It's a story right out of the movies: The artistic director of one of the most prestigious ballet companies in the world is violently attacked. His attacker and the motive are shrouded in mystery. But behind these sensational headlines is a ballet company that is both legendary and plagued with scandals and infighting.

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11:18am

Mon February 4, 2013
The Upstate Economy

Millions in incentives go to firearms industry in New York state

Remington's plant in Illion New York has received $5.5 million in subsidies from New York
Ryan Delaney/WRVO

As the nation has been focused on gun control since the Newtown, Connecticut school shooting, additional attention is now being paid to the incentives going to the gun industry in New York.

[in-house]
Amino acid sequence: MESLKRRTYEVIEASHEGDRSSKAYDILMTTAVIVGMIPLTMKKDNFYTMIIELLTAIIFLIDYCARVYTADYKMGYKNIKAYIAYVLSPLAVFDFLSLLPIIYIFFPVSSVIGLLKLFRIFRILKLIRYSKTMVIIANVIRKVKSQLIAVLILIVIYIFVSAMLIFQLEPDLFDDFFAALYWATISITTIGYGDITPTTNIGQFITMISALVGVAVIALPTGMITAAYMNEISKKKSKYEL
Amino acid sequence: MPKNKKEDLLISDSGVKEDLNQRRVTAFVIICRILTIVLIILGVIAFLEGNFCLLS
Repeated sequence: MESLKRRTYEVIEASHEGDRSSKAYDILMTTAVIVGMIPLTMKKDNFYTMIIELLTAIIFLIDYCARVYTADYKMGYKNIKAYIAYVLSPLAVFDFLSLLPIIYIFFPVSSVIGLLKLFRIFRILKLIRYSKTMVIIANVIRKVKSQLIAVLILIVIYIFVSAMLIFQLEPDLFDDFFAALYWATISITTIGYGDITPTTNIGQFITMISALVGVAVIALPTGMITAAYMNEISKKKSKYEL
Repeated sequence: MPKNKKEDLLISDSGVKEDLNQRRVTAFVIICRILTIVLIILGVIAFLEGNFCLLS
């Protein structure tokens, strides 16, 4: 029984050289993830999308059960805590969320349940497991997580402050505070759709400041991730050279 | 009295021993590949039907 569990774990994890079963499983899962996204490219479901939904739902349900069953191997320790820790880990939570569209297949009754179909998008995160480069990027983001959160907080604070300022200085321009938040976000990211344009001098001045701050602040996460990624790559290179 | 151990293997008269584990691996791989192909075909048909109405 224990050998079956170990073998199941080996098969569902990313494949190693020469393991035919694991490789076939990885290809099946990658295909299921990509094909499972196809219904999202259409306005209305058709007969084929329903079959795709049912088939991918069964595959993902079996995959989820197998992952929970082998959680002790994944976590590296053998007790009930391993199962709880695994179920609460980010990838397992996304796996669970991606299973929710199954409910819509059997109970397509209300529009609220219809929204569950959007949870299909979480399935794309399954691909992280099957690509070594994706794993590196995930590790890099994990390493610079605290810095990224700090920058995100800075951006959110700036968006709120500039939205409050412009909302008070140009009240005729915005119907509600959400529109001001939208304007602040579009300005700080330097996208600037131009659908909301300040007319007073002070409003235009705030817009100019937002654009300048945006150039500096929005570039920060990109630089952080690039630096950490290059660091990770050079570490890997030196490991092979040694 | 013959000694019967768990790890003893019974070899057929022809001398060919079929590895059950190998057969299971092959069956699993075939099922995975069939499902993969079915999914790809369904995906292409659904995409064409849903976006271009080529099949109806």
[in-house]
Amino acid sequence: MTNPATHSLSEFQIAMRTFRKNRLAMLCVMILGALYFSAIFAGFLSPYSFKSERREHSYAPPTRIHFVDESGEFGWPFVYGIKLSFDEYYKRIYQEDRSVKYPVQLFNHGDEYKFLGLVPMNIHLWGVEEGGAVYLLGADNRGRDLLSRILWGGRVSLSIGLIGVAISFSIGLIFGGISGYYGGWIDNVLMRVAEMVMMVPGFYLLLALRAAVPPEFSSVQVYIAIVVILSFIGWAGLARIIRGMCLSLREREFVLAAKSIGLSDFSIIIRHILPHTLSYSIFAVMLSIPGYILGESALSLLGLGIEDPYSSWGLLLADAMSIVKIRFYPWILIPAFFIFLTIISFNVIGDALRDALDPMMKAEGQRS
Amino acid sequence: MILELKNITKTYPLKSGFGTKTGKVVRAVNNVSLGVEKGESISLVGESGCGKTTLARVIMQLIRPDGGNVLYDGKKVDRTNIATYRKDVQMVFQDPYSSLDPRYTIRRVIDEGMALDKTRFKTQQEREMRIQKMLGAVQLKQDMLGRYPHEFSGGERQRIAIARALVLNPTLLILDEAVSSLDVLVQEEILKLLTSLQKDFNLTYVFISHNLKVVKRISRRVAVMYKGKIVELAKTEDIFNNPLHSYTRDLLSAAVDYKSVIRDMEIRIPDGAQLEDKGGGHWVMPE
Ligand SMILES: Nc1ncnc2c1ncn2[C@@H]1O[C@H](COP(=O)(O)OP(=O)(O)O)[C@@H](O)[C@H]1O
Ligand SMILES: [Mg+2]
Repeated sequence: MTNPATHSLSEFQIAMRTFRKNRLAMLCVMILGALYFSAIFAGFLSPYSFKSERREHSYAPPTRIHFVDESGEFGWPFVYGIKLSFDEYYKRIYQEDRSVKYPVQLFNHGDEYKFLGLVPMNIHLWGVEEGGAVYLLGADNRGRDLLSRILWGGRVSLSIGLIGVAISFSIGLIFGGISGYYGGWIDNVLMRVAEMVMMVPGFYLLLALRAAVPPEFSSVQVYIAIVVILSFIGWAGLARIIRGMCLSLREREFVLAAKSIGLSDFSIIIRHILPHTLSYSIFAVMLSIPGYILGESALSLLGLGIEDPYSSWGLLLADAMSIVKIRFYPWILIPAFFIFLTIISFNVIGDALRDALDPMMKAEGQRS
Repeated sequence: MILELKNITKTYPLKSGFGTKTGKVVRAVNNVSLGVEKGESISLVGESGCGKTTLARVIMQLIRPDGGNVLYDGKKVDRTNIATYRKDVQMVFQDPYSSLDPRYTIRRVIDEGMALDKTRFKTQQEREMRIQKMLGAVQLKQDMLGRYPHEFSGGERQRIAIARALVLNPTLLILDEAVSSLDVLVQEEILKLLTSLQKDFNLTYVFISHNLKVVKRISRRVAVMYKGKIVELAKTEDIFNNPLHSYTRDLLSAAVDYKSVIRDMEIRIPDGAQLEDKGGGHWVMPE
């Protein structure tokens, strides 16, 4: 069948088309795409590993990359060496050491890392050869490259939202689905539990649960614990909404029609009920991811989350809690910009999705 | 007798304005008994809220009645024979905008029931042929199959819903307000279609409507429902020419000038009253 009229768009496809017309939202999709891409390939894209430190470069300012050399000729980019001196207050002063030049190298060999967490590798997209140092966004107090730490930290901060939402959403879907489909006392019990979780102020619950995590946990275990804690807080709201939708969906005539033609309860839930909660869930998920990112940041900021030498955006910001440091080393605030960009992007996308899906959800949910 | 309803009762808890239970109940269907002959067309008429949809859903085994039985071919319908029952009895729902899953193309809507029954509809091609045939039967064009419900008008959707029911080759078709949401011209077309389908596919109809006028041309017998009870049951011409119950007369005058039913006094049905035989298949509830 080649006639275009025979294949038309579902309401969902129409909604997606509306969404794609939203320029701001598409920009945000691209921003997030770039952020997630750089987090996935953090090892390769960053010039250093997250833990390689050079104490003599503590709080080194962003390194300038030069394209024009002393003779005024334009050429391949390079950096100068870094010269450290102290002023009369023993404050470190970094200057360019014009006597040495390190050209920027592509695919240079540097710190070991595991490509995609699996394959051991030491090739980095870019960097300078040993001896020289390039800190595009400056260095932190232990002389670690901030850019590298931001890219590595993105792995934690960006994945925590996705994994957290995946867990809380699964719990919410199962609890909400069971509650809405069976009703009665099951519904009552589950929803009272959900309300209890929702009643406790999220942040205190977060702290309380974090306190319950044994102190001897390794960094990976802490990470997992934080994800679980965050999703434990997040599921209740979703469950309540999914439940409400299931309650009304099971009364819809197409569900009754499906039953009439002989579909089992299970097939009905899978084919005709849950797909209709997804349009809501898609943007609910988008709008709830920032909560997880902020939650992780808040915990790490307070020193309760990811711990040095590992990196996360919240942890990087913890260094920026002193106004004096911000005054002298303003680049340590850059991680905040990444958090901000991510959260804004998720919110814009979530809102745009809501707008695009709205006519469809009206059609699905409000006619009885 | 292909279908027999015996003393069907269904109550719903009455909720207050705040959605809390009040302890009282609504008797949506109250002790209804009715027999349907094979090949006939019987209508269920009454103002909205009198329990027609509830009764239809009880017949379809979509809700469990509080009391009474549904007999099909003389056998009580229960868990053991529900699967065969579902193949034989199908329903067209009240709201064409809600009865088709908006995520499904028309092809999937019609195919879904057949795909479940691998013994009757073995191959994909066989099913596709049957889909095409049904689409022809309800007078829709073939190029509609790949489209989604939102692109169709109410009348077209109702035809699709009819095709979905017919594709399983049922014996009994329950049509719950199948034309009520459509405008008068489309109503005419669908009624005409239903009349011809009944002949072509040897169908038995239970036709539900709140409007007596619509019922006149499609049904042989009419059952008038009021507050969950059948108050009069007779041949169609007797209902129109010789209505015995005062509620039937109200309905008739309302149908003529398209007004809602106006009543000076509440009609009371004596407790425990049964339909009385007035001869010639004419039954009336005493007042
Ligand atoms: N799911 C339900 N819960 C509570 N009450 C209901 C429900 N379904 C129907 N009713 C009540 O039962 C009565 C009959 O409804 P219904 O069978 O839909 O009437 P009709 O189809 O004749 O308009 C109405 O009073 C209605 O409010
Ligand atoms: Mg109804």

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7:46am

Mon February 4, 2013
Regional Coverage

Changes to Post-Standard bring unexpected consequences

Ellen Abbott/WRVO

A new era of newspaper journalism has taken hold of central New York this week. The Syracuse Post-Standard's new business model is in place, with fewer printed copies of the paper, and more emphasis on digital platforms. And there are many implications of this change to the region.

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7:33am

Mon February 4, 2013
Environment

Forget the groundhog, scientists predict an earlier start to spring

In a new paper, researchers from Princeton say spring may arrive up to 17 days earlier in U.S. forests in the coming century.
Credit Nicholas_T / via Flickr